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Chubb supports new British Standard to improve fire safety

19 April 2013

Chubb Fire & Security UK, a provider of security and fire safety solutions for businesses and industry nationwide, supports the new British Standard (BS5306-8:2012) for the selection and positioning of portable fire extinguishers to protect people and property and improve fire safety

One of the new recommendations is to place the appropriate fire extinguisher next to the associated risk. For example, businesses should position a Class F extinguisher no further than 10 meters from a kitchen facility, which uses cooking oils and fats. The new standard also cites a need for better signage so that if an extinguisher is removed from its mounting, it can be more easily identified and replaced during a safety inspection.

Suzanne Donovan, Marketing & Communications Director, Chubb, says that the new standard recognises the role of extinguishers not just in fighting fires but also in contributing to the safe evacuation of a building. “The new recommendations are practical, will reduce confusion within businesses regarding ‘responsibility’ and ultimately improve fire safety.” The standard has been reviewed after 12 years to align with the Fire Safety Order 2005 and the Fire (Safety) Scotland Regulations 2006.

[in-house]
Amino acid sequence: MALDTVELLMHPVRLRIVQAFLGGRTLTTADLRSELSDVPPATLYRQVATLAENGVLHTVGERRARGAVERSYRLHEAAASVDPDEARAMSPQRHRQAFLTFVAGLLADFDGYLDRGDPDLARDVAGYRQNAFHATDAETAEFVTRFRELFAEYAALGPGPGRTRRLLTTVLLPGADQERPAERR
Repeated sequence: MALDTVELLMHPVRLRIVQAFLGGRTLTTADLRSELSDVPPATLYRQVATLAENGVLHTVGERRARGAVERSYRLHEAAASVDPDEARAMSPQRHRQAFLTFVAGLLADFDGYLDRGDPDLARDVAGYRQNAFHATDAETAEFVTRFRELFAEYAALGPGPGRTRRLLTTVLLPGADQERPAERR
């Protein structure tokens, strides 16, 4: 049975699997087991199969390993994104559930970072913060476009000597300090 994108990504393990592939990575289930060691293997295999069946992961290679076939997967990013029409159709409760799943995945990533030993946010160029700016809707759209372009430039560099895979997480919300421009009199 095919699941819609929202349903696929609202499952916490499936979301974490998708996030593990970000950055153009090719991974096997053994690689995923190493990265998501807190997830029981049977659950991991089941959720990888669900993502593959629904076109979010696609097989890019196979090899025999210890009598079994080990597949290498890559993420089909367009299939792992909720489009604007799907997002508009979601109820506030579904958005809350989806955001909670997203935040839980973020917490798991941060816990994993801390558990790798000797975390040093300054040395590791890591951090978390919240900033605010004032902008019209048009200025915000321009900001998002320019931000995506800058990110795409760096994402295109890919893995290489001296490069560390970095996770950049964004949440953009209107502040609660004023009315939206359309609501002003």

The standard is useful in clarifying areas of responsibility such as defining the user as ‘the responsible person’ and a supplier as ‘the competent person.’ Similarly, it defines that the competent person must inform the responsible person of their legal obligations, especially in relation to training.

The standard makes an important recommendation regarding measures that should be taken to reduce the possibility of a stolen or vadalised extinguisher by using protective boxes, covers or the use of a stand with an audible alarm to signal when an extinguisher has been removed.

From a product perspective, the use of powder-based extinguishers should be risk assessed and they can no longer be used indoors due to sudden visibility loss when discharged, potentially preventing safe evacuation. Wet chemical extinguishers are now required in preference to a fire blanket in high-risk environments involving cooking oils, keeping the user away from immediate danger.

Other recommendations include the distances an individual should travel to reach an extinguisher. An extinguisher should be placed near the fire hazard but not too close that it becomes inaccessible or puts the operator at risk. In addition, if access to an extinguisher requires the user to pass through a door, the travel distance to the extinguisher needs to be reduced.






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